Three leading European C-ITS initiatives supported by the European Commission (urban C-ITS pilots in C-The Difference and C-MobILE projects, together with the C-Roads Platform for national and regional deployment), held a roundtable discussion together with policy- and decision-makers and professional users on 6th June 2018 to strengthen commitment and to gain momentum toward large-scale deployment in Europe.

Hosted by Bordeaux Métropole (France), the Roundtable gathered over seventy participants from all over Europe. The event followed up on the City Twinning Workshop held on the previous day in Bordeaux, where deployment strategies for C-ITS and elements of user appreciation were addressed.

After initial steps in research and development, now is the time for deployment – with some caveats, as Jaap Vreeswijk, C-ITS Traffic Architect at MAP Traffic Management, noted in his address: ‘Nobody wants to be the first to deploy [C-ITS services]; everyone wants something that works’.

Darren Capes, from the York City Council, also pointed out the specific deployment issues facing small- to middle-sized cities where budgets are limited. ‘York is an old city, with limited budgets. Our approach is to ask: how do we start deploying C-ITS in a small city?

Karel van Rooij, CEO of Van den Broek Logistics, emphasized the importance of stop-free travel for trucks when it comes to meeting sustainability objectives. That was the objective of the C-the-Difference Project, which developed a free Android app providing traffic light status information and green light optimal speed advice (GLOSA) for equipped traffic lights in the Bordeaux area and the A63 motorway connecting Bordeaux and Bayonne. The app totals 1200 downloads, showing the potential of smartphone-based C-ITS solutions as an alternative to dedicated on-board units.

above: the C-the-Difference (Bordeaux) app in action. C-MobILE will offer Green Light Optimal Speed Advisory (GLOSA) services as part of its service bundles.

Capitalizing on the ease of use of smartphone-based C-ITS, Evangelos Mitsakis from CERTH (Greece) explained how his team approached taxis in priority: ‘A taxi equals thirty cars for kilometres travelled per day, so CERTH developed apps for taxi drivers, with features such as road hazard warning. It’s easy to integrate more functions into the apps taxi drivers use, and because they drive a lot, they are a great user group’.

All future plans for C-ITS rollouts must however contend with the key question of investments. ‘In Tilburg is a company with two sites on both ends of the city, so the city regulated how and when they can use the roads in between’ explained Karel van Rooij. But when it comes to the infrastructure needed to accommodate the policy, ‘Who is going to invest first: the user, or the city?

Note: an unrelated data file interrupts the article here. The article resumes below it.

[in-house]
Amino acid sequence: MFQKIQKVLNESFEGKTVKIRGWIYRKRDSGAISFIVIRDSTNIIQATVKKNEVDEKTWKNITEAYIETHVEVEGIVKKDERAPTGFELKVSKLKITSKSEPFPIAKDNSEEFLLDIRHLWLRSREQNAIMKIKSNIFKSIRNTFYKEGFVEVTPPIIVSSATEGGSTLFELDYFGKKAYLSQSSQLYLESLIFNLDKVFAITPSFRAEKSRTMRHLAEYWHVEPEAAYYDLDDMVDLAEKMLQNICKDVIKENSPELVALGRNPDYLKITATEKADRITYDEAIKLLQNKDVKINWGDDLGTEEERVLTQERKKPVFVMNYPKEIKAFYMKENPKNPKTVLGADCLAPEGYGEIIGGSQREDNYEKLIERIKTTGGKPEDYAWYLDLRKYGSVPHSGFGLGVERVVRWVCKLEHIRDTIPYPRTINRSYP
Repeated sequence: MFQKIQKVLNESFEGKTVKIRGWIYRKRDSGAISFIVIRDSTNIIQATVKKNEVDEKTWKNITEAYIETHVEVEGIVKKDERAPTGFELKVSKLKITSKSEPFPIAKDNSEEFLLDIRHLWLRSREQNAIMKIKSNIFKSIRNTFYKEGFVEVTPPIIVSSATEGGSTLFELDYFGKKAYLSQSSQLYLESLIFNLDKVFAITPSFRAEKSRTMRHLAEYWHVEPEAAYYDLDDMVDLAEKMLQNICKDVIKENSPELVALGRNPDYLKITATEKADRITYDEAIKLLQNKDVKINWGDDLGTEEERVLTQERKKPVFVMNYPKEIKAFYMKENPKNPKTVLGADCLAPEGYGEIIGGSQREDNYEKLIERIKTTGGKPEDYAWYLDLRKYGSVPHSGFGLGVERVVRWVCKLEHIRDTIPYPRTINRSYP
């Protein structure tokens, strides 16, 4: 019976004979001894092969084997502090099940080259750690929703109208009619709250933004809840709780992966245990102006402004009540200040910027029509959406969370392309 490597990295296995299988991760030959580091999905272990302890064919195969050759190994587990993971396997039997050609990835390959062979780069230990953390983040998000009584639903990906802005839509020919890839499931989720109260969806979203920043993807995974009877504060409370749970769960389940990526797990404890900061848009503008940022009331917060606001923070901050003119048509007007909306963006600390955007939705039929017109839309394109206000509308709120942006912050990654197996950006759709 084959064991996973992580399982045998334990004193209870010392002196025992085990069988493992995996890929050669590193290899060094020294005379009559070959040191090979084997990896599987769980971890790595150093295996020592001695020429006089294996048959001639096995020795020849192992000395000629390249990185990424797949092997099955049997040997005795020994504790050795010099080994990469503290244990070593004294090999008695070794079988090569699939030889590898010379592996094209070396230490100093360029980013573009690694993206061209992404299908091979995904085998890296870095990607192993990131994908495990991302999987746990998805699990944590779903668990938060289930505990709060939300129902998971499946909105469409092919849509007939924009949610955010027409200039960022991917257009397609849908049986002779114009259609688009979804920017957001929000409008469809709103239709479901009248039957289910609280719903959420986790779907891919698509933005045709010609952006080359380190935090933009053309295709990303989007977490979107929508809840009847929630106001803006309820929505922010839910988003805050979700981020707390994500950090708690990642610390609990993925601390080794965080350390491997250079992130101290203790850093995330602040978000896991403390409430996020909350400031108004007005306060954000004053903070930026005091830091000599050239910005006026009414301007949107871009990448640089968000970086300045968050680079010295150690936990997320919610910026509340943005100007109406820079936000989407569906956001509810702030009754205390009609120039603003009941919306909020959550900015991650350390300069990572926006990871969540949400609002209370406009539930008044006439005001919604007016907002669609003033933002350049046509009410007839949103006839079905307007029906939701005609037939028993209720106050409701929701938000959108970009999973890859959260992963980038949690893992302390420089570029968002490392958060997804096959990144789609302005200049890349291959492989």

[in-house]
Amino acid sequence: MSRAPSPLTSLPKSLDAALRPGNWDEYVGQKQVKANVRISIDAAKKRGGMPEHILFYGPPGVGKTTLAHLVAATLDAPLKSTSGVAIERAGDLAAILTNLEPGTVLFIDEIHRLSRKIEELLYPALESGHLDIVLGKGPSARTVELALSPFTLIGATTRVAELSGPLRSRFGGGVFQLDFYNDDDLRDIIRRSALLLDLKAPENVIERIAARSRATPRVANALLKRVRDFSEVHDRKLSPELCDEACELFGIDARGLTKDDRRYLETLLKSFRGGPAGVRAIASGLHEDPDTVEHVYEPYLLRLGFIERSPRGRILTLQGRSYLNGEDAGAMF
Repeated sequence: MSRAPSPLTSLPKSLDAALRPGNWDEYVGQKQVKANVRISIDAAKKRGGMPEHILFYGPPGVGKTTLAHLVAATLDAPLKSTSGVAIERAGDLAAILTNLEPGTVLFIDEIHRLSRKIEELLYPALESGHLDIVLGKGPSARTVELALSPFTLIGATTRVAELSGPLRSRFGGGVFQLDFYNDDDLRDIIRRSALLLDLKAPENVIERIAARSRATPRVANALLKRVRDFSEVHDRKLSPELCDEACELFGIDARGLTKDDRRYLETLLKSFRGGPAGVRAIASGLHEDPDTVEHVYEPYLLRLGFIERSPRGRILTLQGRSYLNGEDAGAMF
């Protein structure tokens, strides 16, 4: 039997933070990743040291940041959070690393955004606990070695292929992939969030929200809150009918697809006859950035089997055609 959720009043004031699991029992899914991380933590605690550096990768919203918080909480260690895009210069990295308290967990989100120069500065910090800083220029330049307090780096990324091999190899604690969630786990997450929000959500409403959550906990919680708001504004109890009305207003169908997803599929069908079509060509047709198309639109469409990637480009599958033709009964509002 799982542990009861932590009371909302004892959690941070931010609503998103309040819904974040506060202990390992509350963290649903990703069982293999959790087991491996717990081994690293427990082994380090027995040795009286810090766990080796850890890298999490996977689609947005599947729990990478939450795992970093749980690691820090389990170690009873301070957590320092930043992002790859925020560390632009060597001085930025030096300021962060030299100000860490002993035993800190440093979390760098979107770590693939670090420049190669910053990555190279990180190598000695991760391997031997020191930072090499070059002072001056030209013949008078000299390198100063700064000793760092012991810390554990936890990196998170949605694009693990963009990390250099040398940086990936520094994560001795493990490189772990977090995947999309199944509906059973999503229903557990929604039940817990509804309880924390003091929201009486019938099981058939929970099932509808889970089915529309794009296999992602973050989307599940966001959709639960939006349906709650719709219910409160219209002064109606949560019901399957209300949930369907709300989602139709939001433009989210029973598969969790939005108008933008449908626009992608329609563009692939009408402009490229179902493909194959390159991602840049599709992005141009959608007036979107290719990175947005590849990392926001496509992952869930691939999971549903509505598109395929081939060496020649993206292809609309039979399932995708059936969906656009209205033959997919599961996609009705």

Autonomous vehicles, or self-driving cars, were also a topic of discussion, due to the massive upheaval that their introduction could represent for the fields of traffic management, road design, infrastructure, and urban planning. ‘Very little work is undertaken at the moment on how cities can deal with autonomous vehicles,’ according to Darren Capes. ‘How do you elevate the issue of autonomy from a technical issue to a policy issue? New housing developments in the UK for example are still planned on the principle of personal car ownership; do we need to change that? Nobody has answers to that question.’

Autonomous trucks, on the other hand, are the object of more immediate expectations. ‘We are very interested in autonomous trucks, first for safety, and for the next step: real autonomous trucks’ said Karel van Rooij. ‘How far does it go and how long will it take? Platooning already provides benefits, but edge cases remain’, he added, citing meteorological conditions such as snowfall that might prove difficult to navigate for autonomous vehicles.

Pedro Barradas, from the European Commission Directorate-General for Mobility and Transport, addressed the issue as part of an overview of the Commission’s effort in support of innovation in intelligent transport: ‘Mixed levels of automation and connectivity are going to be there for a long time, so cities should get used to it and make the best of it. Because these vehicles are computers on wheels, traffic authorities will be able to send traffic rules to the cars digitally. Maybe a shift from physical infrastructure investment to digital infrastructure investment is needed.’

Illustrating the ongoing digitalisation of cities, Mads Galm, Program Manager Traffic for the City of Copenhagen, presented the rollout of C-ITS applications in the Danish capital, which include services such as on-demand bike path lighting. Gert Blom, Innovation Manager Mobility at the City of Helmond,  also underlined the importance of the digital transition by adding that ‘We now need a new generation of traffic engineers who can not only do infrastructure, traffic lights and so on, but  also Intelligent Transport Systems. Where can we get this capacity-building?

In conclusion, moderator Laurent Meillaud issued a call to action to local governments. ‘What we need now is to deploy in real life, and on the long term. That means that cities have to put money on the table. Of course, the EU can help. But Europe won’t pay for everything. Countries and cities at the local level have to take decisions.’